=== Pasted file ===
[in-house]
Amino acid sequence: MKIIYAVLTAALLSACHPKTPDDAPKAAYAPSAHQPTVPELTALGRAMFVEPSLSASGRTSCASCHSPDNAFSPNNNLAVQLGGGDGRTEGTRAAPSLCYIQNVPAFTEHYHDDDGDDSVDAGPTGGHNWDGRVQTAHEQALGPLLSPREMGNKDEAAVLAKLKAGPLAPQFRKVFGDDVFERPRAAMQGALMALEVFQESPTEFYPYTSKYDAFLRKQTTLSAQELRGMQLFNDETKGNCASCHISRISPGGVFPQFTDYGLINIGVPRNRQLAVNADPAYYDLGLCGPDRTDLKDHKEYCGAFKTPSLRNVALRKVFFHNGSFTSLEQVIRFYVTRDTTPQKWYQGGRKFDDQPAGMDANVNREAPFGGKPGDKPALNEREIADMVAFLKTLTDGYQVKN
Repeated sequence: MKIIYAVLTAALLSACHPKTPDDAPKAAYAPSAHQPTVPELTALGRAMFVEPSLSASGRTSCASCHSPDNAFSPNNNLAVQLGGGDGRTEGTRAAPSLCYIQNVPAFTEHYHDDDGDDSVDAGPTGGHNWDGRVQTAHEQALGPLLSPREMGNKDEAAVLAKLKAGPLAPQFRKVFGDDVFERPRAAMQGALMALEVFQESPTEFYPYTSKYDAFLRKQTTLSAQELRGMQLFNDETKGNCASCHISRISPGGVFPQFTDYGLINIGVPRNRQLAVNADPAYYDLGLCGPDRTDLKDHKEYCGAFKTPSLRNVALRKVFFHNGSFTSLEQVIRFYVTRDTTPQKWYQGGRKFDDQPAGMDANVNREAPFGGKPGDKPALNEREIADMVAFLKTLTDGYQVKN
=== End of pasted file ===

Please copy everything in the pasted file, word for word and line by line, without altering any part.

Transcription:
[in-house]
Amino acid sequence: MKIIYAVLTAALLSACHPKTPDDAPKAAYAPSAHQPTVPELTALGRAMFVEPSLSASGRTSCASCHSPDNAFSPNNNLAVQLGGGDGRTEGTRAAPSLCYIQNVPAFTEHYHDDDGDDSVDAGPTGGHNWDGRVQTAHEQALGPLLSPREMGNKDEAAVLAKLKAGPLAPQFRKVFGDDVFERPRAAMQGALMALEVFQESPTEFYPYTSKYDAFLRKQTTLSAQELRGMQLFNDETKGNCASCHISRISPGGVFPQFTDYGLINIGVPRNRQLAVNADPAYYDLGLCGPDRTDLKDHKEYCGAFKTPSLRNVALRKVFFHNGSFTSLEQVIRFYVTRDTTPQKWYQGGRKFDDQPAGMDANVNREAPFGGKPGDKPALNEREIADMVAFLKTLTDGYQVKN
Repeated sequence: MKIIYAVLTAALLSACHPKTPDDAPKAAYAPSAHQPTVPELTALGRAMFVEPSLSASGRTSCASCHSPDNAFSPNNNLAVQLGGGDGRTEGTRAAPSLCYIQNVPAFTEHYHDDDGDDSVDAGPTGGHNWDGRVQTAHEQALGPLLSPREMGNKDEAAVLAKLKAGPLAPQFRKVFGDDVFERPRAAMQGALMALEVFQESPTEFYPYTSKYDAFLRKQTTLSAQELRGMQLFNDETKGNCASCHISRISPGGVFPQFTDYGLINIGVPRNRQLAVNADPAYYDLGLCGPDRTDLKDHKEYCGAFKTPSLRNVALRKVFFHNGSFTSLEQVIRFYVTRDTTPQKWYQGGRKFDDQPAGMDANVNREAPFGGKPGDKPALNEREIADMVAFLKTLTDGYQVKN